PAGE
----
bake_mcbride2Beginning at 8:08 p.m. on Sept. 11 and ending at 3:15 a.m. on Sept, 12, the Cardinals beat the Mets, 4-3, in 25 innings at New York’s Shea Stadium. Started before a crowd of 13,460, it ended before about 1,000 spectators, including baseball commissioner Bowie Kuhn, his wife and their son.

The Cardinals-Mets marathon remains the longest National League night game in innings played.

In the longest major-league game by innings, the Dodgers and Braves played to a 1-1 tie in 26 innings on May 1, 1920. That National League game was played on a Saturday afternoon at Braves Field in Boston. Boxscore

Only one 25-inning game has been played in the major leagues since the Cardinals-Mets classic in 1974. In an American League game, the White Sox, managed by Tony La Russa, beat the Brewers, 7-6, in 25 innings at Chicago’s Comiskey Park. That game began on a Tuesday night, May 8, 1984, was suspended after 17 innings with the score tied at 3-3 and completed on May 9. Boxscore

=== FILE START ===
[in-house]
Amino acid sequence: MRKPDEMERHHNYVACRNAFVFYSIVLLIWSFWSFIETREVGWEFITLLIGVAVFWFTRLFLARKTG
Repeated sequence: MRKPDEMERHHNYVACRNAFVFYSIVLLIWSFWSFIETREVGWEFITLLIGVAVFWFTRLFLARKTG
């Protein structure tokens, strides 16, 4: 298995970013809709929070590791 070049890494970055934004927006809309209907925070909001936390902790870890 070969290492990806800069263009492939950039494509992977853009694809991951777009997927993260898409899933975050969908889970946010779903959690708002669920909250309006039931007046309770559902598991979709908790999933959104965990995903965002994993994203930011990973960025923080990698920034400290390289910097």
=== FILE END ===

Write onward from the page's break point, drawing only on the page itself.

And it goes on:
With no National League curfew, the Cardinals and Mets played their 25-inning game without a stop in play.

When it ended, Cardinals outfielder Reggie Smith told his teammates, “There’s no way that your wives are going to believe you guys were out playing baseball all night.”

Reitz to the rescue

The Mets had been within an out of winning the game in nine innings.

Behind starter Jerry Koosman, the Mets took a 3-1 lead into the ninth. After Joe Torre struck out, Ted Simmons singled and was replaced by pinch-runner Larry Herndon. When Koosman unleashed a wild pitch while pitching to Bake McBride, Herndon advanced to second.

McBride struck out.

The Cardinals’ last hope was Ken Reitz. He had hit just one home run since July.

Reitz lofted a two-run home run against Koosman, tying the score at 3-3.

Cardinals reliever Claude Osteen, who had a clear view of the home run from his perch in the bullpen, held his hands less than a foot apart when he told United Press International that the ball “went out by about that much.”

Scoreless relief

For the next 15 innings, Cardinals and Mets relievers threw shutouts.

Al Hrabosky, Rich Folkers, Ray Bare, Osteen and Sonny Siebert were the Cardinals relievers who stopped the Mets in extra innings. Osteen pitched 9.1 innings _ the equivalent of a complete-game shutout.